Howdy folks ! I should have given myself a big kick, when I posted Ralph Pruett’s « Louise », last fortnight, and not having thought of the other record of the man, RALPH PRUITT, from Florida. He cut indeed the great haunting Rockabilly « Hey Mr. Porter », first on Lark 1506, later transferred on Meridian (same number # 1506).
Another well-known Hillbilly bop/rockabilly man whose I told the story a mere several years ago of was LOU MILLET. Until very recently I didn’t know his offering on Ekko 1024 from 1956 , which predates his solitary Republic 45 ‘ (« Shorty the barber/Slip, slippin’ in » (# 7130). So here are his « Chapel of my heart » and « When I harvest my love », both ballads ; the B-side is more solid.
The remaining selections are all by HUB SUTTER. He had a rich discographical career between 1946 and 57. Hubert Sutter, legally blind since childhood, was adept to both saxophone and clarinet and began his professionnal career in 1941. Later we found him as vocalist for the popular Jesse James in Austin (4* Records), before going solo on Lasso (a version of “NewFrankie & Johnny“), billed as Hub Sutter & his Galvestonians (actually Jesse James’ band in disguise). In 1950 he formed his Hub Cats and was signed with the upcoming Freedom Records in Houston. There he had two issues. « I don’t want my baby back » (# 5015) has an agile electric mandolin and possibly Herb Remington on steel. The rocking « Tellin’ my baby bye bye » (# 5030) was recorded with R. D. Hendon‘s Western Jamboree Cowboys, probably at the same session that produced Charlie Harris‘ « No shoes boogie » (# 5033).
Sources : Internet, and the notes to CD « Heading back to Houston » (Krazy Kat). With help from Drunken Hobo. Of interest also was the Hillbily Researcher blogspot and the entry to « Columbus Records » or Terry Gordon’s invaluable Rockin’ Country Style.
Note (Jan. 13th, 2016). A ‘new’ Hub Sutter record has been found on 4* 1359 by THOMMY THOMPSON: “Dinner with Jole Blon”: written and sung (waltz tempo) by Hub Sutter, the song follows the “Jole Blon” rage, initiated in 1946 by Harry Choates.
Howdy folks! Back from a long, long trip, which sent me first to Britanny (far West) to Corsica (far south East), during three weeks! Fortunately I had prepared the next meeting with you this early October, to bring for your listening (and seeing too) pleasure some goodies I did pick from various sources, and which I hope you will enjoy as much as I chose them.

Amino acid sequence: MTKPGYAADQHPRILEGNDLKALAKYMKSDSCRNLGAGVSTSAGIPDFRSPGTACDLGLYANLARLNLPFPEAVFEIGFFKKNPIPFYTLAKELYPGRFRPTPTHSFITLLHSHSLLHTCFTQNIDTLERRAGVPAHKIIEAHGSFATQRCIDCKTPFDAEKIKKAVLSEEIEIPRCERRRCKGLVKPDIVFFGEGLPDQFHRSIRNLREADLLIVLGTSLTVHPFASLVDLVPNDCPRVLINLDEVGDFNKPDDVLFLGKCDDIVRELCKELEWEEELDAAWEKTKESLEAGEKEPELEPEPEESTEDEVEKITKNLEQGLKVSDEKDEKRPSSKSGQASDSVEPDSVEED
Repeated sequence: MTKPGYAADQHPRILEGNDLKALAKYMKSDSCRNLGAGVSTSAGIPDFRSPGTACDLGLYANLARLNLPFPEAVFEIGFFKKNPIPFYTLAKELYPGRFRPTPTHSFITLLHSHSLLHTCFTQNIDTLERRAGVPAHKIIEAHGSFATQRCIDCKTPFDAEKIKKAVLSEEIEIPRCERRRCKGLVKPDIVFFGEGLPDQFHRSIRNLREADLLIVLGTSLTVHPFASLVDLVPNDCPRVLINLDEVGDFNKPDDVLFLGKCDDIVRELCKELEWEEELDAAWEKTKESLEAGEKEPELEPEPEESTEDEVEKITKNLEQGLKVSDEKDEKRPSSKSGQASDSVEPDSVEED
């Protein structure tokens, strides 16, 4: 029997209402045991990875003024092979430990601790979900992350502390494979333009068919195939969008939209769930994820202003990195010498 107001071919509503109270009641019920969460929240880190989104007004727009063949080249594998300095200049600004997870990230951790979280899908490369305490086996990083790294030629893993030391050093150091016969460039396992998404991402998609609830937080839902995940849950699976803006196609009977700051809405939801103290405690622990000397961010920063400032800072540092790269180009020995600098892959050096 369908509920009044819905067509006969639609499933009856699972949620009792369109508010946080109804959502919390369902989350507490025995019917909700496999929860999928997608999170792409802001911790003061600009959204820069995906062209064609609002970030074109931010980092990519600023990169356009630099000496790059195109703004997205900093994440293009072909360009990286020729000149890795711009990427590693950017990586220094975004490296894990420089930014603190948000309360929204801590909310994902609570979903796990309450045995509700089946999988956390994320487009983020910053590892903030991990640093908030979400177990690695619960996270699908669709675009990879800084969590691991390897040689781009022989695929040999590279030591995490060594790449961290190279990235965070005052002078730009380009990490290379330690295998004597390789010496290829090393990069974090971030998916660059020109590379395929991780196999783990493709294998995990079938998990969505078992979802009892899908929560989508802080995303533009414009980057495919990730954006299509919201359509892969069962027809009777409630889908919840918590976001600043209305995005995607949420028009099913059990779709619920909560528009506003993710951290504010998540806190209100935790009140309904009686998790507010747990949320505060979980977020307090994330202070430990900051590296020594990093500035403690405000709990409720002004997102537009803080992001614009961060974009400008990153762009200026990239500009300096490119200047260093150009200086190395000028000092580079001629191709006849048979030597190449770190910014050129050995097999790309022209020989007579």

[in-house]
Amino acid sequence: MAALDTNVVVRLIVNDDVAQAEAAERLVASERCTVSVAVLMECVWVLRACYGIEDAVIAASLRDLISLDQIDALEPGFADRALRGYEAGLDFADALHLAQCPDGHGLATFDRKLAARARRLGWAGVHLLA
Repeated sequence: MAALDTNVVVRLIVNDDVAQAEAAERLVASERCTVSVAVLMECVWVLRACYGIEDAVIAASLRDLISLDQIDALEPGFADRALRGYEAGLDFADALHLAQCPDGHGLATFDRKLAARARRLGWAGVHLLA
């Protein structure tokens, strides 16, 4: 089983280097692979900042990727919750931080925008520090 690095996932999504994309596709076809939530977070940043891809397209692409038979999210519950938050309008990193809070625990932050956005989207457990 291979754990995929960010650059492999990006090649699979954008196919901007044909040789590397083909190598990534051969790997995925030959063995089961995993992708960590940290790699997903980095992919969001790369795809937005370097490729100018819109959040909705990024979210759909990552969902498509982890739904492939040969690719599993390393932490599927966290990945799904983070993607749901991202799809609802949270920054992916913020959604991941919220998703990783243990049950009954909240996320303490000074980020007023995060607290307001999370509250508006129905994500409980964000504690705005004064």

First on the Acme label, out of Manchester, KY, for a very crude and rural Hillbilly duet (bordering on Bluegrass) , very reminiscent of the Thirties so-called white blues (e.g. Frank Hutchison), although this “Coal Miner’s Blues“. Ed Romanyuk and Sister Elsie Pysar: The label says it all: “Old time singing with guitars“. Hear it!
Now on the West Coast, for two lovely tunes, very different in style, by GENE McKOWN. Originally from Kansas City, he hailed to California by the mid-fifties, and had two records, first on Fable, then later on Aggie. On Fable 571, he offers a fine, fast Hillbilly disc, “I’m Still Wondering Why“, added by a “Fiddlin’ Slim” (who joins McKown on the refrain). Two or three years later, McKown has completely absorbed the new trend in “Rock-A-Billy Rhythm” , a real strong Rocker on Aggie 1001, a newly formed label on the California scene in 1958. On this one, he belts out, and surely, one can wonder if this is the same singer as on Fable. Later, he returned to Kansas City and had pop-country records on Brass, among others, in the early ’60s.
On to Florida with a December 1958 classic, “Hey, Mr. Porter“, by RALPH PRUITT (Lark 1506, the promotional issue before it was commercially issued on MERIDIAN 1506). Strong lead guitar introduction, then an assured vocal, before a swooping piano solo, and the steel sets up an atmospheric solo. Sounds like the boys were together for a long time, a very tight outfit. That is what I call ’50s Country-rock, a mix of Hillbilly (vocal) and Rock’n’Roll (backing). It is the sort of record that grows on you, every time you hear it, even after 30 years of listening. Pruitt was born in Tennessee, but located himself in Florida, where he cuts this single.He died in 1986.
One more Hillbilly bop styled song: “Hot Hamburger” by LEE SLAUGHTERS and His Cumberland Play Boys on a JAY label EP (2159 A). Good fast Bopping tune, rural vocal and amusing lyrics on a lovely backing. Them Boys sure know what to do! From Sydney, OH, they had this EP from 1959, containing the following tunes “Teenage Hop“, “Rock And Roll World” and “You’re The Only One“. Nothing more is known on them, another batch of Country dudes trying their hands at making a novelty record to be sold at the gigs they gave in the area.
Finally, a strong, real wild “Willie’s Boogie Medley” by LITTLE WILLIE LITTLEFIELD. Once published (32 years ago, not reissued to my knowledge) on an old Ace LP, it contains the 1949 rehearsal session for Modern records by a young Littlefield, still firmly in the Amos Milburn mould. The breaks in tempos are particularly impressive, but, woooow, that right-handed piano swooping above the left-handed rolling basses! What a thrill!
As usual, material from various sources: my own collection, Youtube, ebay, Rockin’ Country style. Enjoy the selections! Comments welcome. Bye!